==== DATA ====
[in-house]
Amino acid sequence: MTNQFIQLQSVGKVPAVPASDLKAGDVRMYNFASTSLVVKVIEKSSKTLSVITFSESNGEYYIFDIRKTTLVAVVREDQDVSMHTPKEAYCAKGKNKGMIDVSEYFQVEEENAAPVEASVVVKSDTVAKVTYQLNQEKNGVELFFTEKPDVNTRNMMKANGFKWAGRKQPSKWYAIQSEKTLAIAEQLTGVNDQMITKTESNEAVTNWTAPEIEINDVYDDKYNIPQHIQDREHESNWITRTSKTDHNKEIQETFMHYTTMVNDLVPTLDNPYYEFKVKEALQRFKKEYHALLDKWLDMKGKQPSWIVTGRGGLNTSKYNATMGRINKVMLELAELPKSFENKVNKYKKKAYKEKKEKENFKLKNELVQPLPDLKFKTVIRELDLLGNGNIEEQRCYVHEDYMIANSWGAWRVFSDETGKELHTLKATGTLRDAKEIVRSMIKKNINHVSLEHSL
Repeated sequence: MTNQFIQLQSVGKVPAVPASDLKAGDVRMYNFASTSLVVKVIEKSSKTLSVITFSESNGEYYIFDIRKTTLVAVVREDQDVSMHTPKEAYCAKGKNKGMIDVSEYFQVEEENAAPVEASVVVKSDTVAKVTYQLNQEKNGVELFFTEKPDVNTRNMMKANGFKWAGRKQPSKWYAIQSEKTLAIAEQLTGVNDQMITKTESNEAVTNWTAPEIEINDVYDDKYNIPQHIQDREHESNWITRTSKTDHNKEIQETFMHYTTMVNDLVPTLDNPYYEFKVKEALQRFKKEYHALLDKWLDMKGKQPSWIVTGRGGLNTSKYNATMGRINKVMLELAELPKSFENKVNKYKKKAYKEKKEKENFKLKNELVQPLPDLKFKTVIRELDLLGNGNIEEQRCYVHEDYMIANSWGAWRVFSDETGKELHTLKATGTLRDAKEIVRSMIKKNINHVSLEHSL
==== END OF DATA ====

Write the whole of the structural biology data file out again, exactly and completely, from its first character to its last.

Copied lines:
[in-house]
Amino acid sequence: MTNQFIQLQSVGKVPAVPASDLKAGDVRMYNFASTSLVVKVIEKSSKTLSVITFSESNGEYYIFDIRKTTLVAVVREDQDVSMHTPKEAYCAKGKNKGMIDVSEYFQVEEENAAPVEASVVVKSDTVAKVTYQLNQEKNGVELFFTEKPDVNTRNMMKANGFKWAGRKQPSKWYAIQSEKTLAIAEQLTGVNDQMITKTESNEAVTNWTAPEIEINDVYDDKYNIPQHIQDREHESNWITRTSKTDHNKEIQETFMHYTTMVNDLVPTLDNPYYEFKVKEALQRFKKEYHALLDKWLDMKGKQPSWIVTGRGGLNTSKYNATMGRINKVMLELAELPKSFENKVNKYKKKAYKEKKEKENFKLKNELVQPLPDLKFKTVIRELDLLGNGNIEEQRCYVHEDYMIANSWGAWRVFSDETGKELHTLKATGTLRDAKEIVRSMIKKNINHVSLEHSL
Repeated sequence: MTNQFIQLQSVGKVPAVPASDLKAGDVRMYNFASTSLVVKVIEKSSKTLSVITFSESNGEYYIFDIRKTTLVAVVREDQDVSMHTPKEAYCAKGKNKGMIDVSEYFQVEEENAAPVEASVVVKSDTVAKVTYQLNQEKNGVELFFTEKPDVNTRNMMKANGFKWAGRKQPSKWYAIQSEKTLAIAEQLTGVNDQMITKTESNEAVTNWTAPEIEINDVYDDKYNIPQHIQDREHESNWITRTSKTDHNKEIQETFMHYTTMVNDLVPTLDNPYYEFKVKEALQRFKKEYHALLDKWLDMKGKQPSWIVTGRGGLNTSKYNATMGRINKVMLELAELPKSFENKVNKYKKKAYKEKKEKENFKLKNELVQPLPDLKFKTVIRELDLLGNGNIEEQRCYVHEDYMIANSWGAWRVFSDETGKELHTLKATGTLRDAKEIVRSMIKKNINHVSLEHSL